APPLYING COLOR WITHOUT DYES
This dress’s iridescent hue is purely a trick of the light. Fashioned from Morphotex, the frock uses structurally colored to mimic the microscopic structure of the Morpho butterfly’s wings, which appear a shimmery cobalt despite its lack of pigment. Manufactured by Teijin in Japan, Morphotex requires no dyes or pigments, nor the prodigious amount of water and energy used in conventional dyeing.
Inspired by the microscopic structure of the Morpho butterfly’s wings, Morphotex requires no dyes or pigments.
A native of the South America rainforest, the Morpho is one of the largest butterflies in the world, with wings that span five to eight inches. The vivid color on the upper surface of their wings is the result of microscopic, overlapping scales that amplify certain wavelengths of light while canceling out others.
Similarly, Morphotex relies on fiber structure and physical phenomena such as light reflection, interference, refraction, and scattering to produce its opalescence. The fabric comprises roughly 60 polyester and nylon fibers, arranged in alternating layers that can be varied in thickness to produce four basic colors: red, green, blue, and violet.
ATTRACTING POLLINATORS WITH FASHION
To address the shrinking populations of bees and other pollinators, artist Karen Ingham treated a series of “Pollinator Frocks” with a nectar-like sugar solution to attract and nourish insects.
Karen Ingham treated her “Pollinator Frocks with nectar-like sugar solution to attract and nourish bees and their brethren.
Featuring electron-microscopy images of pollen, her wearable gardens fall into two separate categories: day-wear to draw bees and butterflies and evening-wear for nocturnal critters such as moths. Ingham sees her dresses having the most impact in urban spaces, where gardens are limited in number, nectar-rich plants are rare, and public engagement is most needed. “The clothing can be hung out as clothes are hung on a washing line, to act as an attractant to pollinators,” she says.
GROWING GARMENTS FROM MICROBES
Suzanne Lee grows her own “biocouture” from vats of green tea, sugar, bacteria, and yeast. Lee, a senior research fellow at the School of Fashion & Textiles at Central Saint Martins in London coaxes fibers from this microbial soup, coalescing thin, wet sheets of bacterial cellulose that can be molded to a dress form.
Suzanne Lee grows her own “biocouture” from vats of green tea, sugar, bacteria, and yeast.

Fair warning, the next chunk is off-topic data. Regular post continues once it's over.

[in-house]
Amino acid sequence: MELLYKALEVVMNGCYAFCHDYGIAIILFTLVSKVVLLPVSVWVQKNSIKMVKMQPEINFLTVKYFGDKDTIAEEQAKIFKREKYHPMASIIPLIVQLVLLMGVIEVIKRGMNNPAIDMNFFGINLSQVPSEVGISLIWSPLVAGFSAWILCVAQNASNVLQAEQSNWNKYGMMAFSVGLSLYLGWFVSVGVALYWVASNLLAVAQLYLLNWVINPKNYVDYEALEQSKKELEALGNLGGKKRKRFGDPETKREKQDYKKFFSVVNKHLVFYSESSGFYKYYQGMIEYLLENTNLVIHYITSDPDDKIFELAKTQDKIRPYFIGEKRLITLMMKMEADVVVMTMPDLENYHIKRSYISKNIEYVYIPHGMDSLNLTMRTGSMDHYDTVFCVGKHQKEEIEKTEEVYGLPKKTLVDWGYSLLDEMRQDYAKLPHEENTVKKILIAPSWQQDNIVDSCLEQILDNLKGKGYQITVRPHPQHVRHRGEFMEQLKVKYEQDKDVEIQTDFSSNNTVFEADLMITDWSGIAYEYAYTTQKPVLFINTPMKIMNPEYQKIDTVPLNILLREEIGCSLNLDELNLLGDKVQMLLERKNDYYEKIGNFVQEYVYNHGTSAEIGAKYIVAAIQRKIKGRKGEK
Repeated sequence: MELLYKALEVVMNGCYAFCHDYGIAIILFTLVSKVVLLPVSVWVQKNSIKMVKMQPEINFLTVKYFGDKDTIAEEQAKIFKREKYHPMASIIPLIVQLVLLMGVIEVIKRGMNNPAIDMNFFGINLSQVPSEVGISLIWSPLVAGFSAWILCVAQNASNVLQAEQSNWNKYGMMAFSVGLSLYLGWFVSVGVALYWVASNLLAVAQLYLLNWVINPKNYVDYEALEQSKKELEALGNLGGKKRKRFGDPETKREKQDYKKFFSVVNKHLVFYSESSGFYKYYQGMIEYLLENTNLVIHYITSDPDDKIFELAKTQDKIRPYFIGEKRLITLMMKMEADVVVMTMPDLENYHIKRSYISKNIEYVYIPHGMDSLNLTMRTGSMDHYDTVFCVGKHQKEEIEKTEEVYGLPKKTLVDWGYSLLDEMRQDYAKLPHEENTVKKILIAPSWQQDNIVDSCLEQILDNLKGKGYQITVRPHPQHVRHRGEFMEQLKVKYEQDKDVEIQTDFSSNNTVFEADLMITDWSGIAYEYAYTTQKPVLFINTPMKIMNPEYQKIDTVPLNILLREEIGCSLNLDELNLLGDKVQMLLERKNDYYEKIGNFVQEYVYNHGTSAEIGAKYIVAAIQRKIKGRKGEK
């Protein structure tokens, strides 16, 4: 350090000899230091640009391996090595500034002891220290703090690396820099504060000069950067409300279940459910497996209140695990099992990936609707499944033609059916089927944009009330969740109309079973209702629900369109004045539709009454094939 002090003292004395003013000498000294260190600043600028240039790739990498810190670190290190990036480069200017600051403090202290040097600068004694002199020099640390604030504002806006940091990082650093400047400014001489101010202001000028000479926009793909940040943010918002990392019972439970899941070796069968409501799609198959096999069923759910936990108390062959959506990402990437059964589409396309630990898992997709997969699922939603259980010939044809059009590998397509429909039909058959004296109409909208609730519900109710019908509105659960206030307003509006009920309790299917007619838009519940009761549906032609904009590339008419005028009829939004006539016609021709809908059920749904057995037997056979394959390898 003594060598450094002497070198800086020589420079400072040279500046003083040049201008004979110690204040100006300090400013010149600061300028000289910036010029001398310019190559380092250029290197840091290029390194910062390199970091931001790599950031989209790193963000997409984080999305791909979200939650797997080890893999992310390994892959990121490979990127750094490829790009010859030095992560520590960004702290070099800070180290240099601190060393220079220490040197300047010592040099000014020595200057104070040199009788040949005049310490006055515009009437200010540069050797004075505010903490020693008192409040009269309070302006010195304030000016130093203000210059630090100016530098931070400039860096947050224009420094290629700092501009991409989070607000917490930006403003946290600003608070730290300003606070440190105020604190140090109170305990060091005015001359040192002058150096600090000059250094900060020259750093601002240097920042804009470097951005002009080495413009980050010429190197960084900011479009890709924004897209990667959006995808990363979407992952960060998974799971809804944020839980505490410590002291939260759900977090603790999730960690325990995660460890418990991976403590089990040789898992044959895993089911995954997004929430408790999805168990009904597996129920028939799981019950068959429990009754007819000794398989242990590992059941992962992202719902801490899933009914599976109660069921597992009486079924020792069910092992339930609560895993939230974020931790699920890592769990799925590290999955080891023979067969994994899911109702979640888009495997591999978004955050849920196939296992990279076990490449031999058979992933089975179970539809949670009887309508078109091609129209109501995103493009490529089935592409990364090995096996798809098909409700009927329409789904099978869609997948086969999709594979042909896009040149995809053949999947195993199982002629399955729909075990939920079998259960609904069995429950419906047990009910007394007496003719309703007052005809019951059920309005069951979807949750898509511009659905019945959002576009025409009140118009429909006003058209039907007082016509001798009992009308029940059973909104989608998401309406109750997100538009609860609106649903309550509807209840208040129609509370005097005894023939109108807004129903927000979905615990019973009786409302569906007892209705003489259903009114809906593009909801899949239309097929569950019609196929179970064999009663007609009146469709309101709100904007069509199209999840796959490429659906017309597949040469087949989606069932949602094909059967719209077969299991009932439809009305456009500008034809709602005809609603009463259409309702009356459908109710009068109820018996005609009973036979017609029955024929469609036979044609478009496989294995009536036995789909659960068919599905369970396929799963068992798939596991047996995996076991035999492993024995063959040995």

As the sheets dry out, overlapping edges “felt” together to become fused seams. When all moisture has evaporated, the fibers develop a tight-knit, papyrus-like surface that can be bleached or stained with fruit and vegetable dyes such as turmeric, indigo, and beetroot.
OUTERWEAR THAT TRANSPIRES LIKE TREES
Páramo’s waterproof jackets feature fabric technology inspired by the transpiration activity of trees. The process is akin to evaporation: pore-like openings in plant foliage, collectively known as stomata, open and close to release water vapor into the air. The water loss allows the plant to access carbon dioxide for photosynthesis, as well as to cool itself when the mercury rises.
Páramo’s line o outerwear features fabric technology inspired by the transpiration activity of trees.
Unlike conventional mineral wax, the company’s Nikwax treatment leaves spaces between the fibers elastic, open, and breathable. Besides providing water-repellency, the elastomer also traps air next to the skin, directing moisture away from the body and preventing external moisture from entering.
“SHEDDABLE” GARMENTS THAT REDUCE LAUNDERING
Katie Ledger wants you to make like a serpent and molt—the layers of your clothes, that is. Inspired by the way a snake sheds its skin, the London College of Art student envisions garments with layers that slough off without the need for frequent laundering.
“Shed Me” garments slough off their layers like a snake, reducing the need for frequent laundering.
In addition to slashing the heavy energy burden that washing and drying entail—an average laundry cycle uses up to 40 gallons of water and 5,500 watts of electricity, according to the U.S. Department of Energy—Ledger’s “Shed Me” project imagines clothes that change color and even style with the removal of each successive layer.
Zoe Alexander Fisher designed a hand-felted wool coat during her sophomore year at Sarah Lawrence College. Worn in winter, the garment can be disposed of by planting it in the spring. The wool acts as a fertilizer for the embedded seeds, which grow into food-producing plants throughout the summer in time for a fall harvest.
Zoe Alexander Fisher’s seed-embedded coat is worn in winter, planted in spring, grown in summer, and harvested in winter.
“From production to disposal, the product remains a part of the environment,” Fisher says. “By biomimicking nature’s seasons, it [serves to] draw attention to our human relationship and commitment to the natural environment.”